READING SEROLOGICAL TEST RESULTS
by Prof. Pier Luigi Meroni, Director of Immunorheumatology Research Laboratory
Article published in cooperation with Clorofilla-Editoria Scientifica
WHAT ARE THE ANTIBODIES?
Antibodies, or immunoglobulins (Ig), are proteins produced by some white blood cells, named lymphocytes B, that are involved in the immune response against whatever substance (for example, an allergen) or micro-organism (virus, bacteria, etc.) that they recognize as dangerous.
After coming in contact with specific “foreign” molecules in the body, called antigens, antibodies can, for example, interfere with the capability of pathogenic micro-organisms of interacting with body cells, or stimulate their elimination by specific immune cells.
HOW MANY ANTIBODY TYPES EXIST?
There are five types of antibodies that can be classified according to their functions.
- Immunoglobulins A (IgA): They account for approximately 15% of total antibodies. They specialise in defence against local infections and mucosal aggressions. (respiratory, intestinal, etc.). Mainly in mucus and body external secretions (tears, saliva, genitourinary secretions, breast milk and colostrum, etc.).
- Immunoglobulins D (IgD): Their function has not yet been fully clarified. They are present on the membrane of lymphocytes B, probably playing the role of receptors.
- Immunoglobulins E (IgE): They are involved in allergic immune reactions and in parasite infestations.
- Immunoglobulins M (IgM): They are involved in the first immune response against a new infection or a foreign antigen.
- Immunoglobulins G (IgG): They account for approximately 70-80% of total immunoglobulins. They can be found in all body fluids and are essential to fight bacterial and viral infections. They are the antibody class that the mother transmits to the foetus through the placenta.
WHICH IS THE DIFFERENCE BETWEEN IgG AND IgM?
Antibodies IgM and IgG are the most important defence weapons of the body against infectious diseases; they behave almost like relay racers:
- IgM are the first antibodies that are produced following contact with a foreign agent. Traces can be found in blood after 5-10 days. Their production rapidly increases in the next weeks, then decreases and stops when IgG replace them (IgM can be found in blood even after 3 to 4 months);
- Generally, IgG production increases after a few weeks from infection and gradually decreases until stabilising. IgG help developing a secondary immune response that is triggered in case of subsequent exposures to the same antigen. They function as the “memory” of the immune system that, in this manner, remembers the micro-organisms with which it has already come in contact and is ready to take action in case of further infection.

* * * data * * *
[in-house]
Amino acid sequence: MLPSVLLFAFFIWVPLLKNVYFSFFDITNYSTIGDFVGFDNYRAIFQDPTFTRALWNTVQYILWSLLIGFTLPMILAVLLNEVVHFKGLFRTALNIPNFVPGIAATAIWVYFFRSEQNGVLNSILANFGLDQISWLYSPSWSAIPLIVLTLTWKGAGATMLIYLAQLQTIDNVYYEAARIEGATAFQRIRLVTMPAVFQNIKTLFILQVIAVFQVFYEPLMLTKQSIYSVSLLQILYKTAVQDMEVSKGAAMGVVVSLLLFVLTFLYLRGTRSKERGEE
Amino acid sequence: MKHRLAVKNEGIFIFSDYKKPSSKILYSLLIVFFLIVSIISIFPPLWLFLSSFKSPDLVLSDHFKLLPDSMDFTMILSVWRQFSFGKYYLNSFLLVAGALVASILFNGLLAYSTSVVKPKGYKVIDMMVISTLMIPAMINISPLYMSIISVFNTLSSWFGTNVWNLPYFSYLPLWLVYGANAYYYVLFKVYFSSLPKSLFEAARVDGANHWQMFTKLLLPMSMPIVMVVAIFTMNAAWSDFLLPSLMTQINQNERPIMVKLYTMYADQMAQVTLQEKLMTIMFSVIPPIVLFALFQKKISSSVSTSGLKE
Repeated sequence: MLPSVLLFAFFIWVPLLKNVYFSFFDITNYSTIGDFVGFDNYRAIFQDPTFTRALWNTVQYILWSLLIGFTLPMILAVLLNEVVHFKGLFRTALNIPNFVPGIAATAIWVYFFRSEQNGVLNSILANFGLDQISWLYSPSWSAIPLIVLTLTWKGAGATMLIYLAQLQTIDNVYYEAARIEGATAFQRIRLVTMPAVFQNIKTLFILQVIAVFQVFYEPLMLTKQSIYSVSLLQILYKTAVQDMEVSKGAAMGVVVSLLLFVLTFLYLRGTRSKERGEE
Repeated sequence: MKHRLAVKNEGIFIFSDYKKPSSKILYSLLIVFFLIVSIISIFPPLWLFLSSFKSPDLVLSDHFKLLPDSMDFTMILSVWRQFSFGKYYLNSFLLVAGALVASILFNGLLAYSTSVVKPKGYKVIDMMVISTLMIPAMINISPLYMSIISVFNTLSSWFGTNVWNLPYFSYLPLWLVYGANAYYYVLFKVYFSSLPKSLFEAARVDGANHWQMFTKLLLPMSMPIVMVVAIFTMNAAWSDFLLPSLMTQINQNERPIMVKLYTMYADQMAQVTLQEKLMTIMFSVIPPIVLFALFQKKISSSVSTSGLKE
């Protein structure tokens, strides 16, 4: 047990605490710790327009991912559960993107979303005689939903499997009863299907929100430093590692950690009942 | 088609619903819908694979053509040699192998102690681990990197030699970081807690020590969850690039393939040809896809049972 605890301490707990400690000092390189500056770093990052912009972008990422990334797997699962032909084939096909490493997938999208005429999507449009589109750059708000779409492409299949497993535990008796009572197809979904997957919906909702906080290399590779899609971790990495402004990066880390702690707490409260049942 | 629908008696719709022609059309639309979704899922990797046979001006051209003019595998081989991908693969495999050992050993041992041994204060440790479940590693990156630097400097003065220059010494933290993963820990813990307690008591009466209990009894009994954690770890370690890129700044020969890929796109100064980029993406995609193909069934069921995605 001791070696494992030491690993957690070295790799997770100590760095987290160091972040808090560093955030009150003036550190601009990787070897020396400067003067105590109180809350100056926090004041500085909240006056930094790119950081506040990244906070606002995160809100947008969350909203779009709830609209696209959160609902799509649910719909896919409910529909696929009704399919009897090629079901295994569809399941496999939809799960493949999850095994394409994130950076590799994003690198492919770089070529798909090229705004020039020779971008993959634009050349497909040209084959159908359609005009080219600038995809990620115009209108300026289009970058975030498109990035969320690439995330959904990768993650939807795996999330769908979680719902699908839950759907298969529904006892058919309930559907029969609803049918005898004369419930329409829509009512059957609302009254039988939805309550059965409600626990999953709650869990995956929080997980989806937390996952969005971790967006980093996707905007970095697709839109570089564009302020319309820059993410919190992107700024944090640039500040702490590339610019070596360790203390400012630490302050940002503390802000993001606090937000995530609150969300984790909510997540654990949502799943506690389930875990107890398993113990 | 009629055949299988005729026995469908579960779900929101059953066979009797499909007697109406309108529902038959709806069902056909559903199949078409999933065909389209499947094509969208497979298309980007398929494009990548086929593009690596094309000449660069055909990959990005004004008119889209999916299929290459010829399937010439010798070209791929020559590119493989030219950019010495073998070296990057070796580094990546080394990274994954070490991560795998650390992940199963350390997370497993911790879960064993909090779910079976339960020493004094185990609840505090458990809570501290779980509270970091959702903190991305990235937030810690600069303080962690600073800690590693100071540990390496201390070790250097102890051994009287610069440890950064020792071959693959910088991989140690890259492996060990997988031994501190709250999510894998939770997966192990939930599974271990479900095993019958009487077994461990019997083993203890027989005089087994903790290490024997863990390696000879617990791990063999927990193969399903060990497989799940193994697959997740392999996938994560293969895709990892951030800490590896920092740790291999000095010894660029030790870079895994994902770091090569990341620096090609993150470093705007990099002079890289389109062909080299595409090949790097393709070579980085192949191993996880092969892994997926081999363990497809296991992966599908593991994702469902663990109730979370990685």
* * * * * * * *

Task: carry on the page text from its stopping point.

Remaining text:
Indeed, this is the mechanism upon which vaccine immunity is based. You create the immune memory against an infecting agent by causing the immune system to react to the injection of a dead or alive-yet-attenuated (and consequently harmless) micro-organism or of a molecule reproducing a part of the micro-organism and stimulating a reaction also against the original infectious agent.
In this manner, if you come in contact with the micro-organism against which you were vaccinated, specific antibodies (IgG) already present in your body will provide a fast and effective immune response.
WHAT ARE SEROLOGICAL TESTS USED FOR?
These tests are used to detect the presence or the amount of some immunoglobulins (specific for a certain antigen) in serum. Serum is the liquid that is obtained from blood after removing corpuscles (red blood cells, white blood cells and platelets) and some proteins responsible for blood coagulation (for example, fibrinogen and clotting factors).
Generally, IgG and IgM are measured to obtain a picture of your immune situation and assess if you came in contact with a certain micro-organism or if the vaccination you took induced the production of specific antibodies.
The test can be quality-based or quantity-based:
- The quantitative serological test is conducted on a blood sample taken from a vein and measures the total concentration of IgG, IgM and IgA;
- The qualitative serological test detects only the presence or absence of IgG and IgM antibodies, without indicating the amount of antibodies that are present.
WHAT DOES THE SEROLOGICAL TEST RESULT INDICATE?
The results of a serological test performed to evaluate possible exposure to a pathogenic micro-organism can be as follows:
- Negative IgM and IgG: No infection occurred or exposure to the pathogen is too recent and a detectable immune reaction has not yet been developed or the level of the antibodies produced is too low to be detected by the test;
- Positive IgM only: Exposure to the antigen is very recent.
- Positive IgM and IgG: The infection is in progress and has been contracted recently;
- Positive IgG only: The infection occurred, but not recently. It is not always possible to establish whether the tested subject is protected against a subsequent infection and, if so, for how long.
Depending on results and the antigen investigated, the physician might need to prescribe other tests to formulate an accurate diagnosis.